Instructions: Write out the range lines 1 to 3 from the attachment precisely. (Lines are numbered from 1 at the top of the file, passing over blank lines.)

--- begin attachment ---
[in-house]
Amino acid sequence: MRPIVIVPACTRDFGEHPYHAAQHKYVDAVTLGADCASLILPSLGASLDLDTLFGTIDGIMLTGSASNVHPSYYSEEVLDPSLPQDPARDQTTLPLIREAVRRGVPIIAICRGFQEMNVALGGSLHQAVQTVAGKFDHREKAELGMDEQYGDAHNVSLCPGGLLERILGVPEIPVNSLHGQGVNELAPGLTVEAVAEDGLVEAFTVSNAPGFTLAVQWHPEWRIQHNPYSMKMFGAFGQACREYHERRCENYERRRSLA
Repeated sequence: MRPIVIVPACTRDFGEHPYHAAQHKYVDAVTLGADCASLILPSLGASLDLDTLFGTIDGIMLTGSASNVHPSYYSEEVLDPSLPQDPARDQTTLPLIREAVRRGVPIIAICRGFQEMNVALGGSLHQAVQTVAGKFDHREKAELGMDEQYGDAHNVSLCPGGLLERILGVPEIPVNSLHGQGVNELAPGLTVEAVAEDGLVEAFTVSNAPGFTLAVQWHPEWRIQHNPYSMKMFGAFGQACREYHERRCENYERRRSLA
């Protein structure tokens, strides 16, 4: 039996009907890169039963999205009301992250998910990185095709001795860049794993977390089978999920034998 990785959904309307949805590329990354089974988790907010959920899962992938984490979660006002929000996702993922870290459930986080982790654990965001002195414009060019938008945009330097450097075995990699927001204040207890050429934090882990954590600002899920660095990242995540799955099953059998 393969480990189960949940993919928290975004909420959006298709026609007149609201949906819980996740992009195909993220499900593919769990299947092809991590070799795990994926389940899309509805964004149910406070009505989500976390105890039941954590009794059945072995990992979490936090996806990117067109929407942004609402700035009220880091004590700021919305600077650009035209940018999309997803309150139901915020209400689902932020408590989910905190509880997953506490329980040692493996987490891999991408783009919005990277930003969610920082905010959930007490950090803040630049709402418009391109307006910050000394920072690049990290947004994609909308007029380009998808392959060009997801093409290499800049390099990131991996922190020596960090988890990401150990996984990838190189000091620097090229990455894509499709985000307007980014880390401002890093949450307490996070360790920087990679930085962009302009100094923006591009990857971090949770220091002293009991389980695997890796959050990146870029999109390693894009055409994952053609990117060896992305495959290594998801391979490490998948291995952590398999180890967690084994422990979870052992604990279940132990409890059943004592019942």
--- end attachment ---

[in-house]
Amino acid sequence: MRPIVIVPACTRDFGEHPYHAAQHKYVDAVTLGADCASLILPSLGASLDLDTLFGTIDGIMLTGSASNVHPSYYSEEVLDPSLPQDPARDQTTLPLIREAVRRGVPIIAICRGFQEMNVALGGSLHQAVQTVAGKFDHREKAELGMDEQYGDAHNVSLCPGGLLERILGVPEIPVNSLHGQGVNELAPGLTVEAVAEDGLVEAFTVSNAPGFTLAVQWHPEWRIQHNPYSMKMFGAFGQACREYHERRCENYERRRSLA
Repeated sequence: MRPIVIVPACTRDFGEHPYHAAQHKYVDAVTLGADCASLILPSLGASLDLDTLFGTIDGIMLTGSASNVHPSYYSEEVLDPSLPQDPARDQTTLPLIREAVRRGVPIIAICRGFQEMNVALGGSLHQAVQTVAGKFDHREKAELGMDEQYGDAHNVSLCPGGLLERILGVPEIPVNSLHGQGVNELAPGLTVEAVAEDGLVEAFTVSNAPGFTLAVQWHPEWRIQHNPYSMKMFGAFGQACREYHERRCENYERRRSLA